All you need to know about milk!
Milk is the first form of nutrient that a child receives following birth.
Here are some questions that parents often ask.
Is there a formula milk that is closest to breastmilk?
No. It is impossible to recreate breastmilk. Breastmilk is perfectly made for your baby. It has all the calories, nutrients, and antibodies at the right proportions to promote growth and the immune system. Hence, babies should be exclusively breastfed for the first 6 months up to 2 years and beyond.
Does goat’s milk cause less allergy compared to cow’s milk?
The answer is no. The protein component present in both goat’s and cow’s milk is similar, meaning both can potentially cause allergies.
Is soy-based milk formula a good option if there are allergies in the family?
No. Soy-based milk formula is not recommended below the age of 6 months unless prescribed by a doctor. There are specific reasons for this which include:
Children who are allergic to cow’s milk are likely to be allergic to soy milk as well.
Soy-based milk is rich in phytoestrogens which mimic sex hormones in the body. For older children and adults, this may not pose a problem. However, in infants below 6 months, whose main nutrition is milk, selecting this milk should be considered carefully.
The carbohydrate source of soy-based milk formula is glucose, which can increase the risk of tooth decay.
When can I serve cow’s milk to my child?
After one year old, children can be given whole cow’s milk. Children 2 years and older can be offered lower fat milk choices (skim, 1% or 2%). The volume of milk requirement between the ages of 1-3 years is around 350-400mL per day.
Besides cow’s milk, what are dairy alternatives that can be served to children?
After the age of 1 year, cows’ milk, goats’ milk, or sheeps’ milk can be served, provided they are pasteurized (a process that kills harmful bacteria). Alternatively, plant-based milk such as soy milk or almond milk may be served. However, care needs to be taken for these milk alternatives as they are lower in calories and not nutrient-dense.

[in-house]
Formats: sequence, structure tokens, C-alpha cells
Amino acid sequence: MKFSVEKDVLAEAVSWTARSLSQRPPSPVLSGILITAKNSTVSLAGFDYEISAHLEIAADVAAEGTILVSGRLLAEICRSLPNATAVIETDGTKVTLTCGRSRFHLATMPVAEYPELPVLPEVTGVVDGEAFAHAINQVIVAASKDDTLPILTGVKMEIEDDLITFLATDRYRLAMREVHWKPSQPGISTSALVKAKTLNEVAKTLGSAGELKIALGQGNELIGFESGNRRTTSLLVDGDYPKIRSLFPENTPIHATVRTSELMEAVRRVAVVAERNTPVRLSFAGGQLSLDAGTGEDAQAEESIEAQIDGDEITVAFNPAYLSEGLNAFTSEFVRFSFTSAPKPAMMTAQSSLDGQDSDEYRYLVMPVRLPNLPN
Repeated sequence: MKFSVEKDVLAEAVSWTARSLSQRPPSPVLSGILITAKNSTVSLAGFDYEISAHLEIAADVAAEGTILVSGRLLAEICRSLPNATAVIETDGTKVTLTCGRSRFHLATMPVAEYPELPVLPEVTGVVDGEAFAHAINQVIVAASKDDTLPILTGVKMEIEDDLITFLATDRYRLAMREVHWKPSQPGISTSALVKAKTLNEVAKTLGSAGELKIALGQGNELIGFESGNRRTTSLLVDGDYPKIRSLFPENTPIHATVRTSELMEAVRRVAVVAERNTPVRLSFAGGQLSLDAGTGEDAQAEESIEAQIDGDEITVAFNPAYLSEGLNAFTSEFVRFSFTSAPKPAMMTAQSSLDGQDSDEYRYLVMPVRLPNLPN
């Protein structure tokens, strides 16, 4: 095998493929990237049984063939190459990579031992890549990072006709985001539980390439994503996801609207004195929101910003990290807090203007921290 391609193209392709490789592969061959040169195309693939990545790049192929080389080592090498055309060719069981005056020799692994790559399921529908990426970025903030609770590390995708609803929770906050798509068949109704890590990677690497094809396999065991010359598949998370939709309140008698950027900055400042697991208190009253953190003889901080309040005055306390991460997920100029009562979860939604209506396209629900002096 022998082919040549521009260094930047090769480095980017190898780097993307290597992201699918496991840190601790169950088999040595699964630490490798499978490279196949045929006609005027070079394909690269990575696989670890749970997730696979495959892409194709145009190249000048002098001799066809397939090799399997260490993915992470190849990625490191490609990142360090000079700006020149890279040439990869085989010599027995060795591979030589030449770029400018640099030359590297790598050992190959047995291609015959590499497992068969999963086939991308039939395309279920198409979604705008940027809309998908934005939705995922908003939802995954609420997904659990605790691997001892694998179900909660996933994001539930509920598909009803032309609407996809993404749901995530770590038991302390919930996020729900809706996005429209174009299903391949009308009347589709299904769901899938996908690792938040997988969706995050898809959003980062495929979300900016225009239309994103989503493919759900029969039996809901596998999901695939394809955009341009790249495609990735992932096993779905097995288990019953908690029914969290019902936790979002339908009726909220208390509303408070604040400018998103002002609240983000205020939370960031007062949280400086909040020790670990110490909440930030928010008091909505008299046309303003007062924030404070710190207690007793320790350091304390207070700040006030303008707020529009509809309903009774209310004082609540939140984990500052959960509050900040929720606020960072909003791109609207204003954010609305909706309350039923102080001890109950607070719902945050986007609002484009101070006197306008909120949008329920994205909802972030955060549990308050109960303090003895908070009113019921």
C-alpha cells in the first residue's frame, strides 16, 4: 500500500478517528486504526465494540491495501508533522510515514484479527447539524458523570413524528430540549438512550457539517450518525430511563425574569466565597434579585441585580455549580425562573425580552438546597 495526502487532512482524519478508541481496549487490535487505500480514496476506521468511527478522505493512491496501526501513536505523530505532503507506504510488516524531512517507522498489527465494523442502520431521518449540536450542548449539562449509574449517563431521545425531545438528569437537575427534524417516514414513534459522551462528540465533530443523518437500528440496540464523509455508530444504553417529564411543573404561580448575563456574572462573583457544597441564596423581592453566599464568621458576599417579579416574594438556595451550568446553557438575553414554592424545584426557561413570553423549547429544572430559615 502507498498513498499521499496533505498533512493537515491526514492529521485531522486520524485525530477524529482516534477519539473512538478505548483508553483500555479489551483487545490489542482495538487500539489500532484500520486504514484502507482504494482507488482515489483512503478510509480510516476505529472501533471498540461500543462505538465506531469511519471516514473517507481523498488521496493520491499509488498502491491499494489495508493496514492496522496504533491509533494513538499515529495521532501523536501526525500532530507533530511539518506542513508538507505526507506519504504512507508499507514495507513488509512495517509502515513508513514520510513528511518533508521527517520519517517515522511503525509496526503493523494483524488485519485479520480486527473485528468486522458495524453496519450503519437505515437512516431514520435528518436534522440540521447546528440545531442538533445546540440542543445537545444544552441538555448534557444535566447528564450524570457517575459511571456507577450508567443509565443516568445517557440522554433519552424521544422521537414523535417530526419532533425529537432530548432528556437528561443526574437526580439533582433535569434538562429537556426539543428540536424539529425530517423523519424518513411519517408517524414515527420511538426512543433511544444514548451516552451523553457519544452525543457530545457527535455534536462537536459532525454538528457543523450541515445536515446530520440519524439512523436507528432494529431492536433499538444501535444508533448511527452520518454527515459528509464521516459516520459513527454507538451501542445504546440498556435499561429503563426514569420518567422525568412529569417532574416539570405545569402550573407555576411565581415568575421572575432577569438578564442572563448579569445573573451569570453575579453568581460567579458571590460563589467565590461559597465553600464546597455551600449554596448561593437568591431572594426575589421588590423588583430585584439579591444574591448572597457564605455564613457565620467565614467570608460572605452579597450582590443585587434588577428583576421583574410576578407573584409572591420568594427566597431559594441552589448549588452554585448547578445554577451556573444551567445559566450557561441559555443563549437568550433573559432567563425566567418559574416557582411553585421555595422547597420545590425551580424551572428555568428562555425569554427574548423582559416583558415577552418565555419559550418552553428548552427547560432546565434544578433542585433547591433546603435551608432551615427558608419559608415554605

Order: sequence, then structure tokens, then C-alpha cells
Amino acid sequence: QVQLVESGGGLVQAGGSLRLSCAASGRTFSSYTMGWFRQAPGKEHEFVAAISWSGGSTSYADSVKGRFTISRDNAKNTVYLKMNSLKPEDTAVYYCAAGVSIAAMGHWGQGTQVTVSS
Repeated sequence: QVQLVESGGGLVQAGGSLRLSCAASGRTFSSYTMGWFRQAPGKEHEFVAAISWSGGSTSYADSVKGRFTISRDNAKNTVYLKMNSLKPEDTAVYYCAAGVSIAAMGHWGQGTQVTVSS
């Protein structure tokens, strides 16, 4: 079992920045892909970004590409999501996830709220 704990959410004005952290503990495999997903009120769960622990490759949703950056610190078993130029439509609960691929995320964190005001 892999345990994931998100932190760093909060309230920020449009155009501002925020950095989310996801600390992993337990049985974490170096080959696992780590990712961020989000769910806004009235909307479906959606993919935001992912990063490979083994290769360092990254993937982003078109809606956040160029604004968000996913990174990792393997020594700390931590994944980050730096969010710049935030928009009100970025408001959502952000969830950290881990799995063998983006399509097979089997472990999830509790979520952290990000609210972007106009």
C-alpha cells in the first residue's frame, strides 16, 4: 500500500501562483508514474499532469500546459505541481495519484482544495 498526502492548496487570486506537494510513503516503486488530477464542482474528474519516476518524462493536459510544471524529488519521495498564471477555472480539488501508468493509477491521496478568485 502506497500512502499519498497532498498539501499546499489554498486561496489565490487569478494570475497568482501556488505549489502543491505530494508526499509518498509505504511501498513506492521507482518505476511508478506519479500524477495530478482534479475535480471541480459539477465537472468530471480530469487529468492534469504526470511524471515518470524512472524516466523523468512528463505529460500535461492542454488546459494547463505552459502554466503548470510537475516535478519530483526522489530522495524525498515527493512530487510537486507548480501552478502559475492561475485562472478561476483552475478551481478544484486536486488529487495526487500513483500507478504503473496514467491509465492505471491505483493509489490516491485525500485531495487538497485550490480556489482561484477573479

Can rice milk be given to children?
Rice milk is not recommended for children under the age of 5 years for fear of possible arsenic content. Arsenic exposure in young children can affect brain development significantly.
Can raw milk be given to children?
No. Raw milk can contain various disease-causing bacteria that can cause children to fall seriously ill.
What is the difference between organic and conventional milk?
The main difference between the two milk production is the farming practices. Organic producers do not use synthetic pesticides, herbicides, fungicides or nitrogen-based fertilizers.
Although organically produced food may contain less exposure to pesticides but the evidence does not suggest they are more nutritious compared to conventional foods.
What are the important details to look for if parents opt to serve formula milk?
Check for vital key nutrients such as calcium, vitamin D, vitamin A, protein, and fat content. Try to avoid a formula that uses sucrose, the sweetest simple carb, as the main carbohydrate. Of course, a formula fortified with essential fatty acids like DHA or EPA, prebiotics, and probiotics would be a plus!
If my child dislikes milk, how can I ensure that he or she receives adequate calcium for bone growth?
Fret not if your child dislikes milk. Calcium can be obtained from various other food sources such as:
Lentils, nuts and seeds – sesame, beancurd
Dark green vegetables – spinach, mustard, kale, broccoli
Fish and shellfish – canned sardine, prawn
Mushroom and fungus – shitake mushroom
I hope this information answers most of your questions about MILK!
1. Infant milks: A simple guide to infant formula, follow-on formula and other infant milks by Dr Helen Crawley published by First Steps Nutrition Trust, December 2017 www.firststepsnutrition.org
2. Recommendations of milk intake for young children_ DH Feb 2012
3. Raw milk misconceptions and The Danger of Raw Milk Consumption fda.gov
4. Nutrition Guideline : Healthy Infants and Young Children Milk – Alberta Health Services Dec 2016